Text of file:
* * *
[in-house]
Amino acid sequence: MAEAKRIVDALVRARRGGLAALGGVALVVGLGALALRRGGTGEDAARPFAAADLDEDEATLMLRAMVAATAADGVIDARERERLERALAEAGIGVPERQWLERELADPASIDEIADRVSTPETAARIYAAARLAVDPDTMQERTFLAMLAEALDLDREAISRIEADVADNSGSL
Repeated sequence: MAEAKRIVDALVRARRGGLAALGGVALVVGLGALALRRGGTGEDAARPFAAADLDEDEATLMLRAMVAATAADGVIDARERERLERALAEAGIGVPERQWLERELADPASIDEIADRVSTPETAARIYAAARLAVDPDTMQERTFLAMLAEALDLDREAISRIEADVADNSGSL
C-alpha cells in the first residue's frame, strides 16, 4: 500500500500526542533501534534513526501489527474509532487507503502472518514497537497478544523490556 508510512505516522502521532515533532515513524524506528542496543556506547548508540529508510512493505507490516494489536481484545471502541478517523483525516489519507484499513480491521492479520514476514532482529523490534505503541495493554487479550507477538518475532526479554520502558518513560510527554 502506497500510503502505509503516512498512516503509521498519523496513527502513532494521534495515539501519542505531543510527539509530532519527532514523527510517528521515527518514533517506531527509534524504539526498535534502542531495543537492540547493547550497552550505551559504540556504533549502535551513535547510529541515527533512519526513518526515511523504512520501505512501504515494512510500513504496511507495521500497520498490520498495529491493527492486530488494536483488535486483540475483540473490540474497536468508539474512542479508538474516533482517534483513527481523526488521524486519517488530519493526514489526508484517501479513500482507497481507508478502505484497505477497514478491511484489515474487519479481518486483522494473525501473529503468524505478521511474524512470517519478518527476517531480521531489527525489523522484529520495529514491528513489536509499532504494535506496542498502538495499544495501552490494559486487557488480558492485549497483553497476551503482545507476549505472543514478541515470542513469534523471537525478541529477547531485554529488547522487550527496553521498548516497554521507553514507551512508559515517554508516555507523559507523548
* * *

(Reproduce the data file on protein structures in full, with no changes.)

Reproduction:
[in-house]
Amino acid sequence: MAEAKRIVDALVRARRGGLAALGGVALVVGLGALALRRGGTGEDAARPFAAADLDEDEATLMLRAMVAATAADGVIDARERERLERALAEAGIGVPERQWLERELADPASIDEIADRVSTPETAARIYAAARLAVDPDTMQERTFLAMLAEALDLDREAISRIEADVADNSGSL
Repeated sequence: MAEAKRIVDALVRARRGGLAALGGVALVVGLGALALRRGGTGEDAARPFAAADLDEDEATLMLRAMVAATAADGVIDARERERLERALAEAGIGVPERQWLERELADPASIDEIADRVSTPETAARIYAAARLAVDPDTMQERTFLAMLAEALDLDREAISRIEADVADNSGSL
C-alpha cells in the first residue's frame, strides 16, 4: 500500500500526542533501534534513526501489527474509532487507503502472518514497537497478544523490556 508510512505516522502521532515533532515513524524506528542496543556506547548508540529508510512493505507490516494489536481484545471502541478517523483525516489519507484499513480491521492479520514476514532482529523490534505503541495493554487479550507477538518475532526479554520502558518513560510527554 502506497500510503502505509503516512498512516503509521498519523496513527502513532494521534495515539501519542505531543510527539509530532519527532514523527510517528521515527518514533517506531527509534524504539526498535534502542531495543537492540547493547550497552550505551559504540556504533549502535551513535547510529541515527533512519526513518526515511523504512520501505512501504515494512510500513504496511507495521500497520498490520498495529491493527492486530488494536483488535486483540475483540473490540474497536468508539474512542479508538474516533482517534483513527481523526488521524486519517488530519493526514489526508484517501479513500482507497481507508478502505484497505477497514478491511484489515474487519479481518486483522494473525501473529503468524505478521511474524512470517519478518527476517531480521531489527525489523522484529520495529514491528513489536509499532504494535506496542498502538495499544495501552490494559486487557488480558492485549497483553497476551503482545507476549505472543514478541515470542513469534523471537525478541529477547531485554529488547522487550527496553521498548516497554521507553514507551512508559515517554508516555507523559507523548